Multiple fast-attack vessels from the Iranian Revolutionary Guard Corps came close to a US Navy ship in the Strait of Hormuz on Saturday, forcing it to change direction, a US official told Reuters on Monday.
The official, speaking on the condition of anonymity, said the IRGCN boats came within 600 yards of the USNS Invincible, a tracking ship, and stopped.
The Invincible was being accompanied by three ships from British Royal Navy and forced the formation to change course.
The official said attempts were made to communicate over radio, but there was no response and the interaction was "unsafe and unprofessional."
Lawrence Brennan, a former US Navy captain and an expert on maritime law, said the Invincible is a scientific-research vessel and was unlikely armed except for "small arms for self defense."
The US Navy officially lists the Invincible as a "missile range instrumentation ship" that monitors missile launches and collects data, so it was likely in the region because of Iran's repeated ballistic-missile launches.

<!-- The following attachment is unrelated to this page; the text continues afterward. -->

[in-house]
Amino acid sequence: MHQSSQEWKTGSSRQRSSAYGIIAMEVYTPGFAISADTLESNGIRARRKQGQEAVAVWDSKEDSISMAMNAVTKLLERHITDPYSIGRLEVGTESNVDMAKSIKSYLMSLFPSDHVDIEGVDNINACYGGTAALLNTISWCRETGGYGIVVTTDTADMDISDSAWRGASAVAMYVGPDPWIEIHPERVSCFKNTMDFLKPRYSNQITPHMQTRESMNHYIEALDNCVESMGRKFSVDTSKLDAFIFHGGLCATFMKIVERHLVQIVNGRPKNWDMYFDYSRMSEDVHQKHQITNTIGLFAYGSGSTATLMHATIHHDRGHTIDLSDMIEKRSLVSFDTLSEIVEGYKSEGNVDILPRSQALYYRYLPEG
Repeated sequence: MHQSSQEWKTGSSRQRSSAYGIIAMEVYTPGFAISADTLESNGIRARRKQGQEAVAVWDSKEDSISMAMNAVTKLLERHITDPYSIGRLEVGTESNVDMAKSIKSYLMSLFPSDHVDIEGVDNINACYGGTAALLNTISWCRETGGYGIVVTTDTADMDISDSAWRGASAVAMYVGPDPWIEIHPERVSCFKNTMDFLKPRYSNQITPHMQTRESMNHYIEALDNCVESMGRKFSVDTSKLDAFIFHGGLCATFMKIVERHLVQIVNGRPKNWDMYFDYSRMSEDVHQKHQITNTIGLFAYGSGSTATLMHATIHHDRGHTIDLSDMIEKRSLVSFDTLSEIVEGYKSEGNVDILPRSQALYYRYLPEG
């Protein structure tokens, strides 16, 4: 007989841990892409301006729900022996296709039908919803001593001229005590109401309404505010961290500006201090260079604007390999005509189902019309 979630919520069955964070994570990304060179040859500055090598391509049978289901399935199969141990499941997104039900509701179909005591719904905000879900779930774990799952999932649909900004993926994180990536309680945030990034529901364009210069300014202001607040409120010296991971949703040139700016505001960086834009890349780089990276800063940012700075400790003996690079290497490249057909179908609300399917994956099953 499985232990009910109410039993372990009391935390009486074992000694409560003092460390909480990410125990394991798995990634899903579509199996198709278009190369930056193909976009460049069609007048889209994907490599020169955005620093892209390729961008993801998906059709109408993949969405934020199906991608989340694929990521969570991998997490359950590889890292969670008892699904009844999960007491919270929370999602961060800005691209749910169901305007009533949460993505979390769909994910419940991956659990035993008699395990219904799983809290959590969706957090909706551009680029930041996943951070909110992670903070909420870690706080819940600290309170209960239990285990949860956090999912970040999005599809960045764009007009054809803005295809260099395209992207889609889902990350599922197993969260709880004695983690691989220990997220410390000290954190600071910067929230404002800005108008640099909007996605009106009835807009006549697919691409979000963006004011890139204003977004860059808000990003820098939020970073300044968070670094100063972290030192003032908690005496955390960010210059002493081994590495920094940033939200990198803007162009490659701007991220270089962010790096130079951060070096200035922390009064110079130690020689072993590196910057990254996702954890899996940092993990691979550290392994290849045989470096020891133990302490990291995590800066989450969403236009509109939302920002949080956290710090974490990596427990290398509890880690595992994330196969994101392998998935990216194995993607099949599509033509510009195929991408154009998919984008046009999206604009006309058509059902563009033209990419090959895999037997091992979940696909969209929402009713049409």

The Invincible carries out a mission similar to that of the Russian spy ship that sat outside a US submarine base in Connecticut.
"This generic type of unarmed ship has been a target a number of times," Brennan said, citing attacks on the USS Liberty and Pueblo as examples of similar harassment.
However, the Iranian navy and IRGC navy have made a habit of harassing US ships near the Strait of Hormuz, and experts contacted by Business Insider believe that Iran provided Yemeni Houthi rebels the means to carry out a suicide boat attack on a Saudi Arabian navy vessel that killed two sailors.
This attack made the US Navy acutely aware of the danger from Iran's swarming ships, which the US Navy has resorted to firing warning shots at before.
The US recently tested the efficacy of using A-10 Warthog guns and percision-guided munitions dropped from jets on Iranian fast-attack craft like the ones that harassed the Invincible on Saturday.
More From Business Insider